Trigonometry

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13

RADIAN MEASURE

Radians into degrees

Degrees into radians

Coterminal angles

The multiples of π


IN THE RADIAN SYSTEM of angular measurement, the measure of one revolution is 2π.

(In the next Topic, Arc Length, we will see the actual definition of radian measure.)

Radian measure

Half a circle, then, is π.  And, most important, each right angle is half

  of π:   π
2
.
  Three right angles will be  3·   π
2
  =  3π
 2 
.
  Five right angles will be   5π
 2 
.  And so on.

Radians into degrees

The following radian measures come up frequently, and the student should know their degree equivalents:

Radian measure

(Topic 4 and Topic 5.)

π
4
  is half of   π
2
 , a right angle, and so it is equal to 45°.   (Skill in

Arithmetic, Lesson 27, Question 4.)

Equivalently,  π
4
  is of one quarter of π, or half of half of 180°.
π
3
 is a third of π, and so is equal to 180° ÷ 3 = 60°.
π
6
 is a sixth of π, and so is equal to 180° ÷ 6 = 30°.
5π
 4 
  =  5·  π
  =  5· 45° = 225°.
2π
 3 
  is a third of 2π.   A third of a revolution = 360° ÷ 3 = 120°.

Problem 1 .   Convert each of these radian measures into degrees.

Problem 1.    The student should know these.

To see the answer, pass your mouse over the colored area.
To cover the answer again, click "Refresh" ("Reload").

   a)   π   180°        b)    π
2
   90°        c)    π
3
   60°        d)    π
6
   30°        e)    π
4
   45°

Problem 2.   Convert each of these radian measures into degrees.

   a)      π
8
    22½°.   π
8
 is half of  π
4
.
   b)    2π
 5
    72°.   2π
 5
 is a fifth of 2π  , which is a fifth of a 360°.
   c)    7π
 4
   = 7·  π
4
 = 7· 45° = 315°
   d)     9π
 2
   = 9·  π
2
 = 9· 90° = 810°
   e)     4π
 3
   = 4·  π
3
 = 4· 60° = 240°
   f)     5π
 6
   = 5·  π
6
 = 5· 30° = 150°
   g)    7π
 9
 

Problem 3.   Evaluate the following.  (See Topic 4 and Topic 5.)

  a)  cos  π
6
 = 
 2
    b)  sin  π
6
 =  1
2
    c)  tan  π
4
 =  1
 
  d)  cot  π
3
 =   1 
    e)  csc  π
6
 =      f)  sec  π
4
 = 

Problem 4.   In terms of radians, what angle is the complement of an

  angle θ ?    π
2
 −  θ

Problem 5.   A function of any angle is equal to the cofunction of its complement. (Topic 3.)  Therefore, in terms of cofunctions:

  a)  sin θ cos ( π
2
 −  θ )     b)  cot θ tan ( π
2
 −  θ )
  c)  sec ( π
2
 − θ)  = csc θ

Degrees into radians

360°  =  2π.

When we write 2π, we mean 2π radians, which is approximately 6.28 radians.  However, we normally omit the word radians.  As we will see in the next Topic, Arc length, the radian measure can be any real number.

Problem 6.   The student should begin by knowing these.

0°  =  0 radians.   360° =  2π.   180° =  π.   90° =  π
2
.
45° =  π
4
.   60° =  π
3
.   30° =  π
6
.

Example 1.   Convert 120° into radians.

Solution.   We can go from what we know to what we do not know.  In the most important cases we can recognize the number of degrees as a multiple of 90°, or 45°, or 60°, or 30°; or as a part of 360°.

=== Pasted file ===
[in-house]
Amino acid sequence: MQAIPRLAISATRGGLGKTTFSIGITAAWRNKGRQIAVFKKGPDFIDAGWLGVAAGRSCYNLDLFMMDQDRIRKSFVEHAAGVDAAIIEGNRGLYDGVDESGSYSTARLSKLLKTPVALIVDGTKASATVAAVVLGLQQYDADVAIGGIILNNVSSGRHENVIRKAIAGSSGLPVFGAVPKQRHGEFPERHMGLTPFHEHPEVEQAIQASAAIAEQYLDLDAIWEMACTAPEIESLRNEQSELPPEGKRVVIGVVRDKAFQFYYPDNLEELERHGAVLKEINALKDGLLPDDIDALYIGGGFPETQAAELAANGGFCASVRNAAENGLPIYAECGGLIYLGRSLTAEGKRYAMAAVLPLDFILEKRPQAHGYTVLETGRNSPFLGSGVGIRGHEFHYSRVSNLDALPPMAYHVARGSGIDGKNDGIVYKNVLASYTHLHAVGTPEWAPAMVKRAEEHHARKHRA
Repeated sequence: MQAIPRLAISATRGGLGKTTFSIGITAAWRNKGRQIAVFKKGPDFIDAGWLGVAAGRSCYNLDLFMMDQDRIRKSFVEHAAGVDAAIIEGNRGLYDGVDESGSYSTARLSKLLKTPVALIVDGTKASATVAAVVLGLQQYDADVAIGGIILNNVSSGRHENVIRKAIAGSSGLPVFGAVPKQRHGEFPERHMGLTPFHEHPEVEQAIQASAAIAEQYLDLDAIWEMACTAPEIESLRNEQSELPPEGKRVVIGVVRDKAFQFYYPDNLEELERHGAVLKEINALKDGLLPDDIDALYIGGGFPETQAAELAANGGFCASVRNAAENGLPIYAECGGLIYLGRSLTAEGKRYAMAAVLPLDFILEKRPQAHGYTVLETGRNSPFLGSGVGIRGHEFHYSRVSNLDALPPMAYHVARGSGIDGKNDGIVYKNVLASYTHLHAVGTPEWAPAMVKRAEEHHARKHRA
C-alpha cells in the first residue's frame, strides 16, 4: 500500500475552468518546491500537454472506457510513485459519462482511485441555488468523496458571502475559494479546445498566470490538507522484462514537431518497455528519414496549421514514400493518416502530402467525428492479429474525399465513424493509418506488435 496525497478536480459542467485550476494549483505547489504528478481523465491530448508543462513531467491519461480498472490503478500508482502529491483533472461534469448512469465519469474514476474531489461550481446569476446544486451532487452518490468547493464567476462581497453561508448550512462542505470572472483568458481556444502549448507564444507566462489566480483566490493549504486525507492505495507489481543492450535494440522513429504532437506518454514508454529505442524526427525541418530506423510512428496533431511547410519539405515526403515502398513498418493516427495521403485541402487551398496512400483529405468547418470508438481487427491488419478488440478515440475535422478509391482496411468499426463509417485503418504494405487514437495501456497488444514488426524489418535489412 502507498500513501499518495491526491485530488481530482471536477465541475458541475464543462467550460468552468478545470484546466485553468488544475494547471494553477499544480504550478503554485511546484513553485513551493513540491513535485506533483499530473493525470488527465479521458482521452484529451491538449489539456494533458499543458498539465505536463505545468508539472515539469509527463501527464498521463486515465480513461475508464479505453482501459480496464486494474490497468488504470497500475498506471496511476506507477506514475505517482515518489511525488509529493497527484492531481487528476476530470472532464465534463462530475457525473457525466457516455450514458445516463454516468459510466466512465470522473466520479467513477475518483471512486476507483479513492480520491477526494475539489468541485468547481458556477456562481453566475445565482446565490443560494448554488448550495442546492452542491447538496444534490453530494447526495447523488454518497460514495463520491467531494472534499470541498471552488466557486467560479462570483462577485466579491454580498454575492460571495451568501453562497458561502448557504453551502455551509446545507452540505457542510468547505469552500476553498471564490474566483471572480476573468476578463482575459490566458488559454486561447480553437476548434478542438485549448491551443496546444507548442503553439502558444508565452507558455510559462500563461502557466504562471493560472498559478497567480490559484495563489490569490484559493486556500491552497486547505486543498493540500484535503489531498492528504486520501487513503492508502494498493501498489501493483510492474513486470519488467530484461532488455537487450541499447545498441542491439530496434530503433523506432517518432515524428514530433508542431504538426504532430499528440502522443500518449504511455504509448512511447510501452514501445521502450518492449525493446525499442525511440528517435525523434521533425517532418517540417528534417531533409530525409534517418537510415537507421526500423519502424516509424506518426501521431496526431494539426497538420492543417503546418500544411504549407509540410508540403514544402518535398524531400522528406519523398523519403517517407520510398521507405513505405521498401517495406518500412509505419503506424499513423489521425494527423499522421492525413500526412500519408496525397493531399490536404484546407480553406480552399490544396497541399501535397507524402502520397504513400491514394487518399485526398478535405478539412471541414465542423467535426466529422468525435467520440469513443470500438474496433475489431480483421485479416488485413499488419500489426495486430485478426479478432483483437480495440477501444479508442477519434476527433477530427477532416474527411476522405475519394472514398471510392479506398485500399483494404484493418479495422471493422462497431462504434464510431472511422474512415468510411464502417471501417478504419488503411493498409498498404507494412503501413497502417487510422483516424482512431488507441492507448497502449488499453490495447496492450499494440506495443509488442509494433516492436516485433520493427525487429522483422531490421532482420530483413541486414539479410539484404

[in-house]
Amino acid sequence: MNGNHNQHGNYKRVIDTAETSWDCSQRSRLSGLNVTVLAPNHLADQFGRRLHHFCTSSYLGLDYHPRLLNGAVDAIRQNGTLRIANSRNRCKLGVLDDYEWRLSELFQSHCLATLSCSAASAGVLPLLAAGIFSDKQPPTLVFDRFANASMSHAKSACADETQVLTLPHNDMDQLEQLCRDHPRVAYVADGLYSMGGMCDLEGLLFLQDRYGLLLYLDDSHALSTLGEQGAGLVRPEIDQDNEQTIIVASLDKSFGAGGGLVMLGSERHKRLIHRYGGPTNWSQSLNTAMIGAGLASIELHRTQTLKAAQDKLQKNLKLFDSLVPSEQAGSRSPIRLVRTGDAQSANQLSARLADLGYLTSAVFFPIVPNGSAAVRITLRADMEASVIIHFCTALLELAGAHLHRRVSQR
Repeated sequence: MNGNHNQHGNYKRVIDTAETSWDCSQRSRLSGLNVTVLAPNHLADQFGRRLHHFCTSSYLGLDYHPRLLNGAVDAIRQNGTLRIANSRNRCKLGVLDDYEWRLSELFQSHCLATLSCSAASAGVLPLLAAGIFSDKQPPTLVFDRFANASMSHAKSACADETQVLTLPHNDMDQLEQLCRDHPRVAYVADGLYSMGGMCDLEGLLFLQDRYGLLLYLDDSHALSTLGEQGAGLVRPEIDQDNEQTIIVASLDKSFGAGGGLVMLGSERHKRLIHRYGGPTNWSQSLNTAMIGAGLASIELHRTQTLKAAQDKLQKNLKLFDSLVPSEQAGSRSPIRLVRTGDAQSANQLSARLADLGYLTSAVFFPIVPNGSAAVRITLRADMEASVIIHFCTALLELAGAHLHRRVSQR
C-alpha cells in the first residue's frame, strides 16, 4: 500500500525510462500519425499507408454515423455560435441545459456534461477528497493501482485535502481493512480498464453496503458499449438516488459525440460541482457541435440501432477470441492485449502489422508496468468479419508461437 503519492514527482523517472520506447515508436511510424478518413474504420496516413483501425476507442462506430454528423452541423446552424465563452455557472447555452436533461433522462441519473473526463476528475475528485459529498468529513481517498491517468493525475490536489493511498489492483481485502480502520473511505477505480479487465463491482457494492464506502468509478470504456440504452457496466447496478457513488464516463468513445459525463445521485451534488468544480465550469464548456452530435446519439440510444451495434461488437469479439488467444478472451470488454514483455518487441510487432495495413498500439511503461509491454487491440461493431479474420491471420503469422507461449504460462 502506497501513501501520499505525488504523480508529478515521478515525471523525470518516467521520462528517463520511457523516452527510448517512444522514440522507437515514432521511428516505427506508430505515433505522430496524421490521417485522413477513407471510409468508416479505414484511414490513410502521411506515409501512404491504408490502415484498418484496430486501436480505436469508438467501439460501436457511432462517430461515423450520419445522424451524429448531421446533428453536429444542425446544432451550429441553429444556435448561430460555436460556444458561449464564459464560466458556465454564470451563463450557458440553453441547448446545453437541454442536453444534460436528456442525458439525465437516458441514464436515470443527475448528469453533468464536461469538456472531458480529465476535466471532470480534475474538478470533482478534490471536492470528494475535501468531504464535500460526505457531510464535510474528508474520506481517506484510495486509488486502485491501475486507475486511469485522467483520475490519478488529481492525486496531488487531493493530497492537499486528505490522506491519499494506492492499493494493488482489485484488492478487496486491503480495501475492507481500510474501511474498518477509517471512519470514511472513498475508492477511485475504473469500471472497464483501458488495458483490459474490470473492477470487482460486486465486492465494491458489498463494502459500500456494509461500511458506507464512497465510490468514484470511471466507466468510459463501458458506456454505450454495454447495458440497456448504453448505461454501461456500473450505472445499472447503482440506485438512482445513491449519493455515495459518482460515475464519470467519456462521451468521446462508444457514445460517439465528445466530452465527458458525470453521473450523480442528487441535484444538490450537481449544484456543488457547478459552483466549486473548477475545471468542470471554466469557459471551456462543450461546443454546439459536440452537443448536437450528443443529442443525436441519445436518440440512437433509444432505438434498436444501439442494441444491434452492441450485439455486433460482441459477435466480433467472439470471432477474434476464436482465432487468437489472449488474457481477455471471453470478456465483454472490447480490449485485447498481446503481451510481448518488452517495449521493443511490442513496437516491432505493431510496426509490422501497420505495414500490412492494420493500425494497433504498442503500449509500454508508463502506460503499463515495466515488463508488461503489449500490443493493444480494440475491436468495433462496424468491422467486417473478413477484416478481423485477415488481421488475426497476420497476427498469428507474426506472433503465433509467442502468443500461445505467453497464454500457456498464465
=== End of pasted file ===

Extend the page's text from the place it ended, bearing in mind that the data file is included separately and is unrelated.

Since 60° =  π
3
, then
120° = 2· 60° = 2·  π
3
 =  2π
 3
.

Or, since 120° is a third of 360°, which is 2π, then

120°  =   2π
 3
.
   Example 2.   225° = 180° + 45°  =  π π
4
  =   5π
 4
.

Or,

225° = 5· 45°  =  5·  π
4
  =   5π
 4
.

Problem 7.   Convert each of the following into radians.

  a)  270° =  3· 90° =  
 2
    b)  210° =  7· 30° = 7·  π
6
 =  7π
 6
  c)  300° =  5· 60° = 5·  π
3
 =  5π
 3
     d)  135° =  3· 45° = 3·  π
4
 =  3π
 4
  e)  720° =   2· 360° = 2· 2π = 4π
  f)  450° =   5· 90° = 5·  π
2
 =  5π
 2
   g)  36°  =  A tenth of 360° =  2π
10
 =  π
5
   h)  72°  =  2· 36° =  2π
 5

72° is thus a fifth of a revolution.

   i)  40°  =  A ninth of 360° =  2π
 9
   j)  80°  =  2· 40° =  4π
 9

As a last resort, proportionally,

so that

Example 3.   Change 140° to radians.

  Solution.     140
180
· π   =   7
9
· π   =   7π
 9
,

upon dividing both the numerator and denominator first by 10 and then by 2.  (Lesson 21 and Lesson 1 of Arithmetic.)

Coterminal angles

Angles are coterminal if they have the same terminal side.

Coterminal angles

θ is coterminal with −φ.  They have the same terminal side.

Notice that

θ + φ  =  2π,

so that

θ  =  2πφ .  .  .  .  .  .  .  . (1)

Example 4.   Name in radians the non-negative angle that is coterminal

   with − 2π
 5
, and is less than 2π

Answer.  Let us call that angle θ.  Then according to line (1),

θ  =  2π −  2π
 5
  =   10π − 2π
        5
  =   8π
 5

See Lesson 23 of Algebra, Example 7.

Problem 8.   Name in radians the non-negative angle that is coterminal with each of the following, and is less than 2π.

   a)  − π
6
.      θ  =  2π −  π
6
  =   12π − π
     6
  =   11π
  6
   b)  − 3π
 4
.    θ  =  2π −  3π
 4
  =   8π − 3π
     4
  =   5π
 4
   c)  − 4π
 3
.    θ  =  2π −  4π
 3
  =   6π − 4π
     3
  =   2π
 3

The multiples of π

Starting at 0, let us go around the circle a half-circle at a time.  We will then have the following sequence, which are the multiples of π:

0,  π,  2π,  3π,  4π, 5π, etc.

The multiples of pi

The point to see is that the odd multiples of π,

π,  3π,  5π,  7π, etc.

are coterminal with π.  While the even multiples of π,

2π,  4π,  6π, etc.

are coterminal with 0.

If we go around in the negative direction,

The multiples of pi

we can make a similar observation.

Problem 9.   Name in radians the non-negative angle that is coterminal with each of the following, and is less than 2π.

a)   -π   π       b)   -2π        c)   -3π   π       d)   -4π        e)   -5π   π 

f)   3π   π        g)   4π         h)   5π   π        i)   6π         j)   7π   π 



Next Topic:  Arc Length


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